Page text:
Critic's Notebook: Kudos to Chris Robinson, who chastised the crowd for talking during the band's acoustic set. (Seriously, the low hum of conversation in the venue was loud.) Before "My Morning Song," he called out the talkers for being selfish, among other things: "It's not just about you, it's about everyone else who shelled out good money to hear music. I hope what you have to talk about is so important." In other words, he verbalized what many concertgoers are often thinking. After the marathon performance of the song - which earned the band a standing ovation - he quipped, "Now, don't you feel better?"
Having no cameras flashing in the audience was strange - but also refreshing. People were dancing, waving their arms around and absorbing themselves in the music.
The Crowes are notorious for having completely random setlists; no song is guaranteed an appearance, not even the band's hits. That was true last night, although the song selection was about as close as to a "favorites" setlist as you get with the band. According to Crowesbase, "Oh Sister" was played for the first time since 1997.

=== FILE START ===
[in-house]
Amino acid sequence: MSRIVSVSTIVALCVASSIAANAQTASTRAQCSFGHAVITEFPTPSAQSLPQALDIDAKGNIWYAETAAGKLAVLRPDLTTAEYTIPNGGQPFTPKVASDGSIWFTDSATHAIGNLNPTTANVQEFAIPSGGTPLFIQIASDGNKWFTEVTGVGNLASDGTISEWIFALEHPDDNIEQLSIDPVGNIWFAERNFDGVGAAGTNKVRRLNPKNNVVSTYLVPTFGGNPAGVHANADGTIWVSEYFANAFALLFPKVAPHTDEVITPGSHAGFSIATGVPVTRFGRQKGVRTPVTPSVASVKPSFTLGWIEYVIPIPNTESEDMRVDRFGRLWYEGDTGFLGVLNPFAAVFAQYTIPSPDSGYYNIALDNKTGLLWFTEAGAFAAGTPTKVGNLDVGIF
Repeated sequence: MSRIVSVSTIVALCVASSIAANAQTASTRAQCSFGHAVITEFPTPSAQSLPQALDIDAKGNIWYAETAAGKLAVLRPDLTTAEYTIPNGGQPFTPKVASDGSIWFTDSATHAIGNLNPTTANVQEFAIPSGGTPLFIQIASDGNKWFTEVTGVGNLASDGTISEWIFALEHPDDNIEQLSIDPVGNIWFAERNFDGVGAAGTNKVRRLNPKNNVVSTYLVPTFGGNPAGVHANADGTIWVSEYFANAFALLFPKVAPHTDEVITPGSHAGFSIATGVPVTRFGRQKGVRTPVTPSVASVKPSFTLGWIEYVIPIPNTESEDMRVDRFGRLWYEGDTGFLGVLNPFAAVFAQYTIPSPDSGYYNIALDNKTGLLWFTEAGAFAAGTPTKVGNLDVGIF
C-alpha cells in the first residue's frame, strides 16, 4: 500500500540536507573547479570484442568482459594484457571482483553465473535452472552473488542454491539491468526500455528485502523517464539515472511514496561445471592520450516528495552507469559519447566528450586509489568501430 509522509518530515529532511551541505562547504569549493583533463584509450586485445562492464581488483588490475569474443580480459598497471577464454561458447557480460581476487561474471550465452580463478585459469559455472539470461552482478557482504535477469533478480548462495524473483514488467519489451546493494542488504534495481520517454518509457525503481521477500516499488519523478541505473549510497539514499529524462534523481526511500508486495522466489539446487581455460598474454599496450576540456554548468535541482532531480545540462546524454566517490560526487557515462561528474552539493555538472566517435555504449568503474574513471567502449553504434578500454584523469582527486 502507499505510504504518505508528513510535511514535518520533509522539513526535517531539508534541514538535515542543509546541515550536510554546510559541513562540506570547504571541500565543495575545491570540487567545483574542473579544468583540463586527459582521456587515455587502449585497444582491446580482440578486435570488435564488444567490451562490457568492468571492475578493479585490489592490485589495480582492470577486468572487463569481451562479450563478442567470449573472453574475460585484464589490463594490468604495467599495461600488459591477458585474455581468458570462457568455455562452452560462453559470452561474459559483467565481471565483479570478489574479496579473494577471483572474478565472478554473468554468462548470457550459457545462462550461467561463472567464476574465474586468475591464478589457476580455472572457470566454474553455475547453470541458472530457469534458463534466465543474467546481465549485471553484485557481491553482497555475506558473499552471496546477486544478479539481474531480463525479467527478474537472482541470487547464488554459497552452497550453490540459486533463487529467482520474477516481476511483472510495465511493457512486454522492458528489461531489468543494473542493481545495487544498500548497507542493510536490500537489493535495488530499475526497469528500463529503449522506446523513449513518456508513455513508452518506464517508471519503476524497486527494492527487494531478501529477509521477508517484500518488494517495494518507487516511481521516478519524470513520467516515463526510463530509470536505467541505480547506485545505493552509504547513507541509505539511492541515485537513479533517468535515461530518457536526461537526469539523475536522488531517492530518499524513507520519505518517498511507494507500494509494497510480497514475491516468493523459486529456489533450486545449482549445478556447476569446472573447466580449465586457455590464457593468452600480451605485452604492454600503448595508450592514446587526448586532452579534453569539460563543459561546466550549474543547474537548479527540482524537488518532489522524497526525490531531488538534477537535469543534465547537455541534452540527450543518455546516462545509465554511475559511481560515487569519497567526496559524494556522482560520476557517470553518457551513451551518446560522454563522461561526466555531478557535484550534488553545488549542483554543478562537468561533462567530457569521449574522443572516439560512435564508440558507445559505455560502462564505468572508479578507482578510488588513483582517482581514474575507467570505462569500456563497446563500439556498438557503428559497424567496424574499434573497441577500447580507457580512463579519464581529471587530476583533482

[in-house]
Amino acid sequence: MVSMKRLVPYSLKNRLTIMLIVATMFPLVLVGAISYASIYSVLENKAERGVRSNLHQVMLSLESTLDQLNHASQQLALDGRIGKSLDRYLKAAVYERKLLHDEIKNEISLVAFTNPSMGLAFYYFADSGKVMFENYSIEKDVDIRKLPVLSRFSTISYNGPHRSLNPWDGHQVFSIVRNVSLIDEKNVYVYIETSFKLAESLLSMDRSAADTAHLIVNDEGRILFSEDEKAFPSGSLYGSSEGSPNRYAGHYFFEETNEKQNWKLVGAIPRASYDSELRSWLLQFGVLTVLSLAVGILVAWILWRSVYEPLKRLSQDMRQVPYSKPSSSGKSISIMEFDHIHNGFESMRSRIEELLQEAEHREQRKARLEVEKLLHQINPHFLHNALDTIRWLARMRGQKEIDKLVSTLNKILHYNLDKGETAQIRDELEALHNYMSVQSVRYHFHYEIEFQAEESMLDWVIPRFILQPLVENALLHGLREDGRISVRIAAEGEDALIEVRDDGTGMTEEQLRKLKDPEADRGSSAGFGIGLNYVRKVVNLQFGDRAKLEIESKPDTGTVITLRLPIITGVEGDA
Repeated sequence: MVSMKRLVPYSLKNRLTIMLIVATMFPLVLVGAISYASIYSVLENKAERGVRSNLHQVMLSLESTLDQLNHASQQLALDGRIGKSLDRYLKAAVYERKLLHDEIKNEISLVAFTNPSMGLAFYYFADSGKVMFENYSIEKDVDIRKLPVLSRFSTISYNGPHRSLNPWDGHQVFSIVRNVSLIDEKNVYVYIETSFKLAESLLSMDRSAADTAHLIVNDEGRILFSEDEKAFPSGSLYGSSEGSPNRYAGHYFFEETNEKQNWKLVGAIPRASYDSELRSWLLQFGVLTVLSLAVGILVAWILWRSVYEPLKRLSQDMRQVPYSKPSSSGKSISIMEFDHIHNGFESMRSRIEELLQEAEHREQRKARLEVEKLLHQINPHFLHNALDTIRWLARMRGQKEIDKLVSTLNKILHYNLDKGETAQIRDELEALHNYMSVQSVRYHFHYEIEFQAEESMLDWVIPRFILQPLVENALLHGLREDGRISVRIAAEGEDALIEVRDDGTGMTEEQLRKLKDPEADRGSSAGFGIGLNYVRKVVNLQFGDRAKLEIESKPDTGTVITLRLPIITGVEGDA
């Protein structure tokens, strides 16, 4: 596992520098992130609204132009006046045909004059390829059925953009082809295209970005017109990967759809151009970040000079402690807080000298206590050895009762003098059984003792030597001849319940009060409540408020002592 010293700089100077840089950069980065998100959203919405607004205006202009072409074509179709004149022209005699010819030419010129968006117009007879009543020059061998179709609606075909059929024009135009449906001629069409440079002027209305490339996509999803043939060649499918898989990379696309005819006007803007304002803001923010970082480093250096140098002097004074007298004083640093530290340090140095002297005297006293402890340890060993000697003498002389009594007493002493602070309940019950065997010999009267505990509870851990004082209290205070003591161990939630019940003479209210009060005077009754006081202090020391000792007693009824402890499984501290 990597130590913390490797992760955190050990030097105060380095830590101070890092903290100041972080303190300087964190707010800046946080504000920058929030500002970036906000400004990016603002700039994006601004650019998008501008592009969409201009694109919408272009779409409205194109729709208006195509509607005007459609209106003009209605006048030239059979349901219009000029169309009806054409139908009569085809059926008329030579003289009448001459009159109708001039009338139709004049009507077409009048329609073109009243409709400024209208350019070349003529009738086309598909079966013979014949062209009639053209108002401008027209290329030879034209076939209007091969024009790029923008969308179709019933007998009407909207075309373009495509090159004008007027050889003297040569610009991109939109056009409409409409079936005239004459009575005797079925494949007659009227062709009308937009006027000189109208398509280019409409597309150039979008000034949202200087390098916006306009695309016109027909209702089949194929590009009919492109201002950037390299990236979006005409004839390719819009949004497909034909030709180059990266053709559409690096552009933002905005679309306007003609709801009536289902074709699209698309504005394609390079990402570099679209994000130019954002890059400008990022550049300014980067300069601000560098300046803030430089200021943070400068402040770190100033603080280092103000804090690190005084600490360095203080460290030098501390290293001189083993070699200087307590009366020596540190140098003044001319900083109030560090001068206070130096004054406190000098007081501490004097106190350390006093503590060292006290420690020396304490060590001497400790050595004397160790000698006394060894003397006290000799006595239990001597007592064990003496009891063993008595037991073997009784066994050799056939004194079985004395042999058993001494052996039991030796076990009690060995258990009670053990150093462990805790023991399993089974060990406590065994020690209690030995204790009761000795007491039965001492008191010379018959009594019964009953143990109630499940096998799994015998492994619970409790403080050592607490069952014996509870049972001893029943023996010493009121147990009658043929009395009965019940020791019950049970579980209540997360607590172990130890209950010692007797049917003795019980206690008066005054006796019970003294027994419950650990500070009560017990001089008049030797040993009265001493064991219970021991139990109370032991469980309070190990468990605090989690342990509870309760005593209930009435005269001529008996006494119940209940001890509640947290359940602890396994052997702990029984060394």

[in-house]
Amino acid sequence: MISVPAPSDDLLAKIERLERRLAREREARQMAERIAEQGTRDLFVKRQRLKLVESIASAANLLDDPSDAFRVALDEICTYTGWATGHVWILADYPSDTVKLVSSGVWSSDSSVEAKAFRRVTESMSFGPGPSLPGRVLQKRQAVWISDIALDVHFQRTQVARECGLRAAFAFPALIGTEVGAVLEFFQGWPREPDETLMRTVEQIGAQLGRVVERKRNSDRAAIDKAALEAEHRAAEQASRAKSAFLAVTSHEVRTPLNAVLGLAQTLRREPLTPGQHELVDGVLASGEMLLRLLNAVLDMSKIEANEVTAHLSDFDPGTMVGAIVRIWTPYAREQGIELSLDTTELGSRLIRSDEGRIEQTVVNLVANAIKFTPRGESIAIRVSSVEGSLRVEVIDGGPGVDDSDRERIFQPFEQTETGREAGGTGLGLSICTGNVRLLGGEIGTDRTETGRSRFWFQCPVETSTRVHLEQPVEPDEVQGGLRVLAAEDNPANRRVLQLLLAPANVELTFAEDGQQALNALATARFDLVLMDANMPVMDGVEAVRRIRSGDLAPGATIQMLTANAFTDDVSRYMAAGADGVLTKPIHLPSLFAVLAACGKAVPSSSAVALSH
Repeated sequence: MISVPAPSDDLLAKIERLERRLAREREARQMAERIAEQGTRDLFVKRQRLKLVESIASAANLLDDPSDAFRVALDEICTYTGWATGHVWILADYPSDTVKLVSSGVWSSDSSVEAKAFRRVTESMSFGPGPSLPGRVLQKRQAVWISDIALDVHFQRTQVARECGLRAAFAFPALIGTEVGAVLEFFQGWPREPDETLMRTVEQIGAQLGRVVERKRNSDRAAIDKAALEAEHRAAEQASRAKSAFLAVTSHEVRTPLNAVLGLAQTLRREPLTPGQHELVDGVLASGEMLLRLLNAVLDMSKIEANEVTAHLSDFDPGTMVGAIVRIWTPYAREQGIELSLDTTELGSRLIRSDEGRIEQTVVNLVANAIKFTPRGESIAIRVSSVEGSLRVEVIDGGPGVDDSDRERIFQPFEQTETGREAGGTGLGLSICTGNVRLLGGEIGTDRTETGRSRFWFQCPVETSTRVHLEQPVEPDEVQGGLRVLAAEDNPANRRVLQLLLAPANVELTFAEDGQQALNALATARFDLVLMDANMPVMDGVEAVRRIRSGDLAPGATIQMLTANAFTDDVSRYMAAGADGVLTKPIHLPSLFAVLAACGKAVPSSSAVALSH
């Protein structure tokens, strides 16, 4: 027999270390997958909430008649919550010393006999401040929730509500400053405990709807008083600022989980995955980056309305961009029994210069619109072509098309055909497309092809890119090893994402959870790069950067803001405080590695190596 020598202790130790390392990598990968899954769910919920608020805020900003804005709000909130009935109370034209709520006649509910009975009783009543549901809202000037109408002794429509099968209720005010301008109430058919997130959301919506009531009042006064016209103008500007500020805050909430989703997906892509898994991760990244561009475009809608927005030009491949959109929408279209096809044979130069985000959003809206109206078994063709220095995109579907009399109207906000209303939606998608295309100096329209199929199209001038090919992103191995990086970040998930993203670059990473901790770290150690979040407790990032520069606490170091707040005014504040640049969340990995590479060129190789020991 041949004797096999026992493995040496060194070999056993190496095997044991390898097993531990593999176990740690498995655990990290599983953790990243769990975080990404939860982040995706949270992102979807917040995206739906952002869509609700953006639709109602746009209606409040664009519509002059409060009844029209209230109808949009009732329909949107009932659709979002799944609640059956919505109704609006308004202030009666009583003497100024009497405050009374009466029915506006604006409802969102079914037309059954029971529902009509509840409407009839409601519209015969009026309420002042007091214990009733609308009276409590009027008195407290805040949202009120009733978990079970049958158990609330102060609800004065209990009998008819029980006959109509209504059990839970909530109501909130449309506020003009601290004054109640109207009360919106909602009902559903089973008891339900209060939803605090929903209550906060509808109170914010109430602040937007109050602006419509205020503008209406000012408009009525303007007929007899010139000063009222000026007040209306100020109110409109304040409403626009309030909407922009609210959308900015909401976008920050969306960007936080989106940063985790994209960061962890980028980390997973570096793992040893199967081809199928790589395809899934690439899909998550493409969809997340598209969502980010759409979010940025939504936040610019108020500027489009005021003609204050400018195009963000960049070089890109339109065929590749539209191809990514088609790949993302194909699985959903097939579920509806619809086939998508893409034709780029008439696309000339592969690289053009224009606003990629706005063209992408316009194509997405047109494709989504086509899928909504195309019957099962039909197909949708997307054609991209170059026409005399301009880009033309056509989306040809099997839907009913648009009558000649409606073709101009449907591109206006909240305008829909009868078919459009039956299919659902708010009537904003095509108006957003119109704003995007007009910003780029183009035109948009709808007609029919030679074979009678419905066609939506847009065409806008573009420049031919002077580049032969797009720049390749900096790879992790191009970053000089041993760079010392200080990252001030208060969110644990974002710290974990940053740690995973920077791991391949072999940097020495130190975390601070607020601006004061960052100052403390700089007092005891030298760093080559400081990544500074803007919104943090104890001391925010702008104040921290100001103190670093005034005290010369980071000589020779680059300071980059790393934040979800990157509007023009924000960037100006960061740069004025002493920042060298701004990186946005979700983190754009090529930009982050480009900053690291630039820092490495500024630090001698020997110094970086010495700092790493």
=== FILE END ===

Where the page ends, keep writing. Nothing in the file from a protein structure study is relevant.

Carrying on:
Deep Thoughts: Temple of the Dog's grunge ballad "Say Hello 2 Heaven" ripped off Velvet Underground's "Oh! Sweet Nuthin'" pretty much wholesale.
Setlist: Acoustic "Soul Singing" "Downtown Money Waster" "Fork in the River" "Ballad in Urgency" "Wiser Time" "Oh Sister" (Bob Dylan cover) "Good Friday" "What Is Home" "Thunderstorm 6:54 P.M." "My Morning Song" "Sister Luck"
Electric "Feelin' Alright" (Joe Cocker cover) "Jealous Again" "A Conspiracy" "Exit" "Thorns Progress" / "Thorn In My Pride" (drum solo - jam in middle) "A Train Still Makes a Lonely Sound" "High Head Blues" "Oh! Sweet Nuthin'" (Velvet Underground cover) "Remedy"
Encore: "Movin' On Down the Line" "Boomer's Story" (Ry Cooder cover)